You are currently viewing Numbers 24:17 A Star shall come out of Jacob; A Sceptre shall Rise out of Israel

Numbers 24:17 A Star shall come out of Jacob; A Sceptre shall Rise out of Israel

The children of Israel were camped by the plains of Moab. Balak, King of the Moabites was afraid of the Israelites because they had grown numerous and he called on Balaam to curse Israel. Balaam accepted the wages of divination though ironically the Lord permitted him to prophesy and bless Israel as well as speaking of Messiah to come. Balaam uttered four prophecies, arguably seven, if the fourth one is broken down into its constituent parts. The first two concern Israel and the latter two also include the coming Messiah.

Numbers 24:17 reads.

 “I see Him, but not now; I behold Him, but not near;
A Star shall come out of Jacob; A Scepter shall rise out of Israel,
And batter the brow of Moab, And destroy all the sons of tumult.”

This prophecy is unmistakably linked with Genesis 49:10 especially concerning the sceptre that will not depart and Messiah’s coming. To gain a fuller understanding and significance of this prophecy we will consider the motifs of ‘star’ and ‘sceptre’ in related passages, plus look at the historical context of the brow of Moab being battered, and fulfilment in both King David and Messiah.

Jewish Commentary

There is no lack of support from Jewish interpreters who view this text as a messianic reference. Interestingly, Rabbi Akiva named ‘Bar Kozeba’, ‘Bar Kochba, ‘son of a star’ and declared him to be the Messiah based on Numbers 24:17.[i] Rashbam stated that the plain meaning of the reference refers to Messiah.[ii] Tur HaAroch thought the reason why Messiah was compared with a star was that he would gather Israelites from all over the world as stars are dispersed worldwide and that the Messiah will be accepted as head of all the nations in addition to being the King of the Jews.[iii]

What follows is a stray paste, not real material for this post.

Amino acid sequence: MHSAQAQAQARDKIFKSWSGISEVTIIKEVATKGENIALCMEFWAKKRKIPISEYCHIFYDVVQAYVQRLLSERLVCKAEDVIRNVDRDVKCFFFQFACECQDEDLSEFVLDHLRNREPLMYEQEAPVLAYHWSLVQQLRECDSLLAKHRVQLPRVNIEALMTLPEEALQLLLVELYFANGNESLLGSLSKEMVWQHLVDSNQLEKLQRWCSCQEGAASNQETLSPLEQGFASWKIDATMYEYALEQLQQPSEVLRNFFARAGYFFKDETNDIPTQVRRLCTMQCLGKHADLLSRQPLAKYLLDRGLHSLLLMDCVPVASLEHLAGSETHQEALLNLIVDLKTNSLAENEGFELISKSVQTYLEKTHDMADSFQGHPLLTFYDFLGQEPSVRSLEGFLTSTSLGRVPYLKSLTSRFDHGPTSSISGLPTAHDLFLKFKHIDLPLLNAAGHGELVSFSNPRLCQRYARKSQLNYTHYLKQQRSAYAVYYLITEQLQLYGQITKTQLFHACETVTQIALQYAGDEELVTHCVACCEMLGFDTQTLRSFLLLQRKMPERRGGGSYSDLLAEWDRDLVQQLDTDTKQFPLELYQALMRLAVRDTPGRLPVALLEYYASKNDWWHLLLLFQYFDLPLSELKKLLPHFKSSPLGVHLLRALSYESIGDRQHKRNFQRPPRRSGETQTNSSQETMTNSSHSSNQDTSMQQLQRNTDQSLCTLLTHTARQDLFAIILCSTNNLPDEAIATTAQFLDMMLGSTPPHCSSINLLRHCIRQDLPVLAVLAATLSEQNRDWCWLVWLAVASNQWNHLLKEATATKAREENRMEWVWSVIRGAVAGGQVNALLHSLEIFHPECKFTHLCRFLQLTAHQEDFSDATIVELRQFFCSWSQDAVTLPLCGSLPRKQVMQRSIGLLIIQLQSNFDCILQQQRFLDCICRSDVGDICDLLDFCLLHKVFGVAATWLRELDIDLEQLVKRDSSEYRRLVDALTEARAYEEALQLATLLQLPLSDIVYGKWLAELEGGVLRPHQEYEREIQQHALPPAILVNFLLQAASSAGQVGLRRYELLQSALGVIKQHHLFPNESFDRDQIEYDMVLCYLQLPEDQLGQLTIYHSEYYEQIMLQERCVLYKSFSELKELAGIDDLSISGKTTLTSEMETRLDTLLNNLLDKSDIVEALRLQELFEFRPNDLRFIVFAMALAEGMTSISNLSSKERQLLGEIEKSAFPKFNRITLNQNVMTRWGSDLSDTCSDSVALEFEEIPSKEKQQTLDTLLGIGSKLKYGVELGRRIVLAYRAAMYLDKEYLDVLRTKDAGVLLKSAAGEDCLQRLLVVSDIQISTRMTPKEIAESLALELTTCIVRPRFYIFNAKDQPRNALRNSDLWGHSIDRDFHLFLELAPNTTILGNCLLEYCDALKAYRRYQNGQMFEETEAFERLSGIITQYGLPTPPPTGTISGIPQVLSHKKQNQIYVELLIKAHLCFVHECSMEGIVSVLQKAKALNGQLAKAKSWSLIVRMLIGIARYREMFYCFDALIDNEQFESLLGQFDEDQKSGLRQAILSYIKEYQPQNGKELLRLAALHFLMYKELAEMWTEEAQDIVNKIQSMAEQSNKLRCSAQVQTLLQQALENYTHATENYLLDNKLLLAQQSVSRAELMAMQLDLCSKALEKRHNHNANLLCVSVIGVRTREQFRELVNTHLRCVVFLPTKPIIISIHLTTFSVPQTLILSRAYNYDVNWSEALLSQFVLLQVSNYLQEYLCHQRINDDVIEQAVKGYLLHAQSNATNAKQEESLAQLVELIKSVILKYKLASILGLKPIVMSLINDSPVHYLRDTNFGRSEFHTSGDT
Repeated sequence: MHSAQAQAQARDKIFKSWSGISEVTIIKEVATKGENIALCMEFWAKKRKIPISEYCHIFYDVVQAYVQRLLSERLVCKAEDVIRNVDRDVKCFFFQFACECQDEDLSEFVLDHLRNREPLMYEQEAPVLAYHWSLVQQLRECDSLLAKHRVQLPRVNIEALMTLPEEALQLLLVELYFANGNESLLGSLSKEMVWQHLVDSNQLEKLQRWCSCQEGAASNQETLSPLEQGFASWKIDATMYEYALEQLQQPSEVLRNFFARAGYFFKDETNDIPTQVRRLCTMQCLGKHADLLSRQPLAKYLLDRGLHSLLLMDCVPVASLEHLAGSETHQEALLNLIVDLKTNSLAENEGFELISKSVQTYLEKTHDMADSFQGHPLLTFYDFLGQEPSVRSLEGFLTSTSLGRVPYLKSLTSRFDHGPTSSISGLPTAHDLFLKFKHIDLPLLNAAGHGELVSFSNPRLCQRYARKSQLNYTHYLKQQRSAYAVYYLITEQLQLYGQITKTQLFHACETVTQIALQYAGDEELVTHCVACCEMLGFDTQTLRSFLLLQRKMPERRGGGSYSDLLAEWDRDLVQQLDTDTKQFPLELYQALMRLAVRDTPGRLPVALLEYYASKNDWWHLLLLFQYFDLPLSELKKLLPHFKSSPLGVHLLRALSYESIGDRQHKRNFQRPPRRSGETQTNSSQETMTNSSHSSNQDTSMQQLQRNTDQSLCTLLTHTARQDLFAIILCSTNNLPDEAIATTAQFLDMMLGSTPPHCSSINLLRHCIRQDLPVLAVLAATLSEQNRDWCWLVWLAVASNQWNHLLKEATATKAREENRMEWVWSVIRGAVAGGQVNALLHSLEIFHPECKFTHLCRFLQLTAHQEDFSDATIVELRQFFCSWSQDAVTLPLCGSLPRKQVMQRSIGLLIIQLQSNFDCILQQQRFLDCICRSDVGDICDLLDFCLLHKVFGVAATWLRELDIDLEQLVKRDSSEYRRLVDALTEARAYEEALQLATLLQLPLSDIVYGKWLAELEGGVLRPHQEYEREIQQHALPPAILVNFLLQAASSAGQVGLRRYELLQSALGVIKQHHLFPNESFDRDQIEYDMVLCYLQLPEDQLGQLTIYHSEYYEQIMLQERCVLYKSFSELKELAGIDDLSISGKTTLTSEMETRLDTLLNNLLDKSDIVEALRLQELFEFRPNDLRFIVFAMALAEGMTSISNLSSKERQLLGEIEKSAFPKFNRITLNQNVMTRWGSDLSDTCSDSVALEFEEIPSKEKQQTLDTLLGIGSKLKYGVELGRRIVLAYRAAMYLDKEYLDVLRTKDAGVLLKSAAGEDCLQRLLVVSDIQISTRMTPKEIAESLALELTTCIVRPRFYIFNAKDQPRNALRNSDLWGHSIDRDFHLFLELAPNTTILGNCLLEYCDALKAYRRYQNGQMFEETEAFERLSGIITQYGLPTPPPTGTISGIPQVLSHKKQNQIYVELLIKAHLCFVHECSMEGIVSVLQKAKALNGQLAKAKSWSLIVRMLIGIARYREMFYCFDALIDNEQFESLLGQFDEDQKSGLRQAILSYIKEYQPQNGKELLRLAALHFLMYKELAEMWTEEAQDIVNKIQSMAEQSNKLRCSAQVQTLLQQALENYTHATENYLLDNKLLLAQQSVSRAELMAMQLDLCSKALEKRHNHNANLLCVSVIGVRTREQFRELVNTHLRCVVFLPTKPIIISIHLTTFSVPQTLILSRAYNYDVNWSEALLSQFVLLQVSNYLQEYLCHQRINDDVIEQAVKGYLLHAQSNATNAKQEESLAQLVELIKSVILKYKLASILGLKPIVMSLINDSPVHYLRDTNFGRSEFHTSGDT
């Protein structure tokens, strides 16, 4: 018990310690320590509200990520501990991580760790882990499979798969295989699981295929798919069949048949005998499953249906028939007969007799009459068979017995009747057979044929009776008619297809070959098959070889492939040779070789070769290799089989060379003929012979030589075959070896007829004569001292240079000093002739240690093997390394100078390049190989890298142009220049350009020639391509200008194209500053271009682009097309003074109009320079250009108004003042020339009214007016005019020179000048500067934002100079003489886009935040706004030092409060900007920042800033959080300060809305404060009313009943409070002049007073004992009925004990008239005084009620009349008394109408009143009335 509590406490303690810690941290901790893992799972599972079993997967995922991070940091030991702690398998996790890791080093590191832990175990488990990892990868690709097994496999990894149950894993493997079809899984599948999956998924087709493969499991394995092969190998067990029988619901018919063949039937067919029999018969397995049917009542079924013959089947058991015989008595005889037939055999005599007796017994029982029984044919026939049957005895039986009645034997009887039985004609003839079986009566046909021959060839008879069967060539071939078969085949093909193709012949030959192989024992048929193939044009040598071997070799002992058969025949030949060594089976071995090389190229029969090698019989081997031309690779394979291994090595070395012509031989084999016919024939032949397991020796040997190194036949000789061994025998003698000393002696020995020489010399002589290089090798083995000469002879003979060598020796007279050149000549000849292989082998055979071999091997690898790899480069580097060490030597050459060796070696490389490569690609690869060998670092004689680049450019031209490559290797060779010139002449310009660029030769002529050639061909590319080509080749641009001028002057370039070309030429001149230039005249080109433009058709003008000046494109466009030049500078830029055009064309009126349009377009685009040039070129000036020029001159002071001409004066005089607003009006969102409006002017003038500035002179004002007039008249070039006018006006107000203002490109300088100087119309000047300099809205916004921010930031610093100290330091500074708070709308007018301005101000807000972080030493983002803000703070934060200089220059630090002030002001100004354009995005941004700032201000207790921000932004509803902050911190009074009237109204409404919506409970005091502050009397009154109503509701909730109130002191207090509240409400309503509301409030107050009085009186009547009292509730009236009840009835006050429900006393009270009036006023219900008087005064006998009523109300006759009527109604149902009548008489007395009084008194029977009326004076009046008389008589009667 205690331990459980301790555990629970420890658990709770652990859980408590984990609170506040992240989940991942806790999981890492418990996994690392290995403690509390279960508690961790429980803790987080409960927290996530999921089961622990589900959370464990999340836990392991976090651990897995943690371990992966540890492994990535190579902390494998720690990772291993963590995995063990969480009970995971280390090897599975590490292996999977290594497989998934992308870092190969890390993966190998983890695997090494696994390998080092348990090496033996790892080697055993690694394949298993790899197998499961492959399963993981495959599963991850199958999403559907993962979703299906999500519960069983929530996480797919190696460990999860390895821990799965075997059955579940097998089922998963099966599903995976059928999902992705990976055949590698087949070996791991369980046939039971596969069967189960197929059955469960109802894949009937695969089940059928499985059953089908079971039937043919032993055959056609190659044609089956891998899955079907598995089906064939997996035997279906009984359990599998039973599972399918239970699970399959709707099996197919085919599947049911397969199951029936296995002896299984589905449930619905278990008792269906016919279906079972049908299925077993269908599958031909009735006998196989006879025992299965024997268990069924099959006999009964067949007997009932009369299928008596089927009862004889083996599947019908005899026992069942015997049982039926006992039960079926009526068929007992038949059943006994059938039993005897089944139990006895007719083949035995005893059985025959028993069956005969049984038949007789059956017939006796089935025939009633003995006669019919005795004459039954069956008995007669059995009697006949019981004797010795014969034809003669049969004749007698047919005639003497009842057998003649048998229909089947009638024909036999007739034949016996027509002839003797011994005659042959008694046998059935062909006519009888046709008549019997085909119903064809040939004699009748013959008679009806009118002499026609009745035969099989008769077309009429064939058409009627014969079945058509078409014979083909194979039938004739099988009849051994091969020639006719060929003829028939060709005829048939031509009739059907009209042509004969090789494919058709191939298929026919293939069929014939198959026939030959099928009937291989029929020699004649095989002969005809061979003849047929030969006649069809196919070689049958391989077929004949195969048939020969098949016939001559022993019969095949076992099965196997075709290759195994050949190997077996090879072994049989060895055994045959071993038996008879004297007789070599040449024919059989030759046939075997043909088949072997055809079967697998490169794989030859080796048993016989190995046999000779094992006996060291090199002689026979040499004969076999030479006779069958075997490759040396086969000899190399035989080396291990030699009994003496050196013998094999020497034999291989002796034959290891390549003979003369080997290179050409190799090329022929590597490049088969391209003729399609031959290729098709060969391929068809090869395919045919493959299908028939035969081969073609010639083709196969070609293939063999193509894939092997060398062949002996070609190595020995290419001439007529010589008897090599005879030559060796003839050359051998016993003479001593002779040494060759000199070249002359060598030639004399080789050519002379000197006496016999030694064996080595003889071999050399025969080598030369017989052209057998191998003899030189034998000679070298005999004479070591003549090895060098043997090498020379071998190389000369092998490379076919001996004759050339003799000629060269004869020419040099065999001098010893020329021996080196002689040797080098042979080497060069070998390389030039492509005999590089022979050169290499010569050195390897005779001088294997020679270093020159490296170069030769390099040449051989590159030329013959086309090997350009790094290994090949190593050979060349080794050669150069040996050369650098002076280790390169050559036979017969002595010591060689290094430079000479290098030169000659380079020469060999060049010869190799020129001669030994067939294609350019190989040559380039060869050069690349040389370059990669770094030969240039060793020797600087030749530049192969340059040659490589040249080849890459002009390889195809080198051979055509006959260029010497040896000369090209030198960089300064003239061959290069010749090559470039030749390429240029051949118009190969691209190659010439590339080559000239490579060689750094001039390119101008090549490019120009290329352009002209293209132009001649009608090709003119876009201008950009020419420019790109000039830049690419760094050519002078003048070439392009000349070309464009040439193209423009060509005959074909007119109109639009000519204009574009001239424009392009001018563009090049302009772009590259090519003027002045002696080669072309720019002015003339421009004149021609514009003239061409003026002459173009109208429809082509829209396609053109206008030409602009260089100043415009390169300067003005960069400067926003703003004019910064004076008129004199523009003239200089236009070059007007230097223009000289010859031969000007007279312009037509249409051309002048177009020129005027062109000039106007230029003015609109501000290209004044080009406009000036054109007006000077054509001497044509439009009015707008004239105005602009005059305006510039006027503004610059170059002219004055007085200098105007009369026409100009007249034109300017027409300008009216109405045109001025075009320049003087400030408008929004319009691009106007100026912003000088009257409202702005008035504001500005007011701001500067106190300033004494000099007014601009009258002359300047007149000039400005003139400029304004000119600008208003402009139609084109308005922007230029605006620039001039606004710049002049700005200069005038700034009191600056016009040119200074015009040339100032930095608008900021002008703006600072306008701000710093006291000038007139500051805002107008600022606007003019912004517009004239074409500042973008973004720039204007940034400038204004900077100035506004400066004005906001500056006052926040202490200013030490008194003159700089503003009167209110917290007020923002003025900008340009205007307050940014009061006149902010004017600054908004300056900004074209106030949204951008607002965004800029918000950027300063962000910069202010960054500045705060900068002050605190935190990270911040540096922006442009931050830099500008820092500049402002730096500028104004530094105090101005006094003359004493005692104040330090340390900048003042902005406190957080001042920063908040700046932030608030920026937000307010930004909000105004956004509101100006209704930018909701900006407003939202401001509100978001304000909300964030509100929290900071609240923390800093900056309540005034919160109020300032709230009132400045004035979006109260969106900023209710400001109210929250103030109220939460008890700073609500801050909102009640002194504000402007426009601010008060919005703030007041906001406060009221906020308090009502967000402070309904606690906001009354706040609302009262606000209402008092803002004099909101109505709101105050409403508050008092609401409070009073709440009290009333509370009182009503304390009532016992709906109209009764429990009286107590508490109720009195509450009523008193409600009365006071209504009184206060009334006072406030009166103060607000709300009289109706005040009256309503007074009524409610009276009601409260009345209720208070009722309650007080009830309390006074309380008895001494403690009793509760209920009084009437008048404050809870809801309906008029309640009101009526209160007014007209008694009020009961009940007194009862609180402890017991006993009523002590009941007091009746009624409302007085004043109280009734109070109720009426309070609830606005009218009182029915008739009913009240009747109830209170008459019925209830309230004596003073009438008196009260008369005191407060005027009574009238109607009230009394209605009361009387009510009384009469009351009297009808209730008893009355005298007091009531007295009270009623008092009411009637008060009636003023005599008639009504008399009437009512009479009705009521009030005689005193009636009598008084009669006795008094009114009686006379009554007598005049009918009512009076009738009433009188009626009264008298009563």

Since there is a reference to the brow of Moab being battered (Numbers 24:17) and Edom shall be a possession (Numbers 24:18), which we can trace to 2 Samuel 8:2-14 and which also includes the Edomites becoming David’s servants (2 Samuel 8:14), there is a strong Davidic link. Chizkuni appears to relate this prophecy solely to David since he does not mention Messiah with reference to Numbers 24:17 and he understands “I see him but not now” as referring to King David who would not rule Israel for another four hundred years.[iv] However Chizkuni references Ibn Ezra and it is possible that he might have entertained the possibility, like Ibn Ezra to interpret this as David with Messiah possibly in view also.

Not surprisingly several Jewish interpreters relate this passage both to King David and King Messiah. Normally with Hebraic parallelisms the same thought is stated in two ways which helps to confirm its intended meaning. Nonetheless Rabbeinu Bahya had a novel interpretation and saw the parallelism as altering between King David and King Messiah by employing a Midrashic approach.

“A Midrashic approach: the words “I will see but not now,” refer to David, whereas the subsequent words: “I can see it but not in the near future,” refer to the messiah. The words: a star comes forth from Yaakov” refer to David, whereas the words וקם שבט מישראל, “a scepter-bearer emerges from Israel,” is a reference to King Messiah. The words ומחץ פעמי מואב again refer to David, of whom it is written in Samuel II 8,2 that “he defeated the Moabites and made them lie down on the ground and measured them with a rope.” The words וקרקר כל בני שת again refer to the King Messiah of whom it is written (Psalms 72,8) that וירד מים עד ים, “he will rule from sea to sea.” The words: והיה אדם ירשה again refer to David seeing the Edomites all became slaves to David (Samuel II 8,14) whereas the words וישראל עושה חיל, “and Israel will perform deeds of valour” refer to King Messiah of whom we have read (Ovadiah 1,21) “For the liberators shall march up on Mount Zion to wreak judgment on Mount Esau, and Dominion shall be the Lord’s.”[v]